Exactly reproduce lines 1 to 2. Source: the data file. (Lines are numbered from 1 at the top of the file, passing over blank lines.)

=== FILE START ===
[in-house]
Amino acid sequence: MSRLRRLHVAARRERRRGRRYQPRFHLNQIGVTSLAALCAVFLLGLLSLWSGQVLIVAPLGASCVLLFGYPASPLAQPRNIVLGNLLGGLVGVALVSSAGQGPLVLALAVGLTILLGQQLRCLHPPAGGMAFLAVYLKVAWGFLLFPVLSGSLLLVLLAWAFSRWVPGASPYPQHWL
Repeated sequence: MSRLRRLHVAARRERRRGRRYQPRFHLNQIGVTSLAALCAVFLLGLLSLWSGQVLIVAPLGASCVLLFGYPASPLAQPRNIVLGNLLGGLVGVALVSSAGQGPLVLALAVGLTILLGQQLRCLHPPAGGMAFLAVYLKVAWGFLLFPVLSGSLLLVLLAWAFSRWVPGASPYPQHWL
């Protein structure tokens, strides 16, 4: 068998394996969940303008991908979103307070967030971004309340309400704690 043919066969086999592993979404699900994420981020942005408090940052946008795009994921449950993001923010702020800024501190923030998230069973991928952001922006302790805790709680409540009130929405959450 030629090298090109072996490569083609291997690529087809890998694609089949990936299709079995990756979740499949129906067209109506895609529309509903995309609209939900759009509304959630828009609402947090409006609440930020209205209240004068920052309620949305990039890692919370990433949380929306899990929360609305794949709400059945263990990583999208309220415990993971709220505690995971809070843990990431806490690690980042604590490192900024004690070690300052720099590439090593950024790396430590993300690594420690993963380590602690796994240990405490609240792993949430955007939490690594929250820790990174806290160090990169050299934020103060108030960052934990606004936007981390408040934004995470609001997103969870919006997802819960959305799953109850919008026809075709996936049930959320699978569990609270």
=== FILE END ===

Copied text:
[in-house]
Amino acid sequence: MSRLRRLHVAARRERRRGRRYQPRFHLNQIGVTSLAALCAVFLLGLLSLWSGQVLIVAPLGASCVLLFGYPASPLAQPRNIVLGNLLGGLVGVALVSSAGQGPLVLALAVGLTILLGQQLRCLHPPAGGMAFLAVYLKVAWGFLLFPVLSGSLLLVLLAWAFSRWVPGASPYPQHWL